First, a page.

During their visit they spent time at the Marine Institute to check out things like marine simulators, and the National Research Council (NRC) home to one of the largest wave research tanks in the world.
Duke said with those resources, and others, available in the city, “there’s so much potential if we can target that ocean industry sector.”
Duke, like Eagles, is happy to see convention traffic returning and bringing new money into the local economy.
From 2015 to 2019 the city hosted about 100 conferences and sporting events annually, she said.
“On average we hosted 21,000 to 23,000 delegates a year,” she said, adding that added up to 20-25,000 nights spent in local hotel rooms and $35 million in spending for each of those two years.
About the St. John’s Convention Centre
- Located at 50 New Gower Street, in North America’s oldest city, St. John’s.
- The facility operated by St. John’s Sports and Entertainment, which also operates the Mary Brown’s Centre.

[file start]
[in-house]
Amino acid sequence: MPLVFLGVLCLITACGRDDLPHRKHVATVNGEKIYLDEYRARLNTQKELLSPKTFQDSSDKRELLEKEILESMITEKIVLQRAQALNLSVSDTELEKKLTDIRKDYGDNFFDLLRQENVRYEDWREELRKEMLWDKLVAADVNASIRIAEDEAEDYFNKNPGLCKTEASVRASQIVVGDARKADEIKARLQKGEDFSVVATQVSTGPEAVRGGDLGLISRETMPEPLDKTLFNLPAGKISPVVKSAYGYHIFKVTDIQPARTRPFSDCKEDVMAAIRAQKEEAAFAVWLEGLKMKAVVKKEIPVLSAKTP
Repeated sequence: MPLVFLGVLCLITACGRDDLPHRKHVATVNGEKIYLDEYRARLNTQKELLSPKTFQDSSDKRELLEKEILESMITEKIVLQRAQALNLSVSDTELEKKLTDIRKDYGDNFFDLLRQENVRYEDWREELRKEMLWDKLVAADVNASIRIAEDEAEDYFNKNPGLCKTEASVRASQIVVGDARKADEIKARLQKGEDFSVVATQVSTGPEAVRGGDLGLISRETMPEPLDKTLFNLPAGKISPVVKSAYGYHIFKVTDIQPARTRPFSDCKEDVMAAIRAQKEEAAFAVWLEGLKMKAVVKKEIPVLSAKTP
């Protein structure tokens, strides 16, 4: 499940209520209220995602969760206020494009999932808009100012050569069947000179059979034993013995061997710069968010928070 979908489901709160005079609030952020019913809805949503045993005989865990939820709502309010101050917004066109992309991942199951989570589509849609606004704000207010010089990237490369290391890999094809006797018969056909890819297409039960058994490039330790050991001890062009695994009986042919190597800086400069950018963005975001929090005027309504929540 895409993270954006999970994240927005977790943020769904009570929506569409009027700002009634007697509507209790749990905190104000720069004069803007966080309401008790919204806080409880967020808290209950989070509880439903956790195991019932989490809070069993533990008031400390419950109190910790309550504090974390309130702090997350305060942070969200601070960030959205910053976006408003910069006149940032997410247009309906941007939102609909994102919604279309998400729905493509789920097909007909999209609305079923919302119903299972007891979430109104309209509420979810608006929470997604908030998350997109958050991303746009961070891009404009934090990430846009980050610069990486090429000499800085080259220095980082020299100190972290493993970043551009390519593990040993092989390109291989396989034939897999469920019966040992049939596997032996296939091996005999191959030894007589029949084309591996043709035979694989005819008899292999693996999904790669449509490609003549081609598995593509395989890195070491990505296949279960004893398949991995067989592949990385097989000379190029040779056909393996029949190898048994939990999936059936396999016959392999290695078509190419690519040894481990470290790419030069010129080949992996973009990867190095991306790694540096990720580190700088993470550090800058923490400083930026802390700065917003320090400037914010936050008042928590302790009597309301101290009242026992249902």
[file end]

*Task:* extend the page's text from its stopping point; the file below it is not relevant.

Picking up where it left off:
- Subsidized by the City of St. John’s.
- The facility has nearly 50,000 square feet of space, including a 19,550 square foot banquet space—The Bowring Ballroom—able to accommodate 1,550 people.
- The smaller, 7,600-square-foot, Bannerman Ballroom is also available.
- Both can be subdivided into smaller spaces.
- There are six other meeting rooms, which can be subdivided into 10 smaller spaces.
- On the top floor there’s a “green room” lounge for special guests.
- The 13,606-square-foot lobby can also double as space for trade show booths.
Source: St. John’s Convention Centre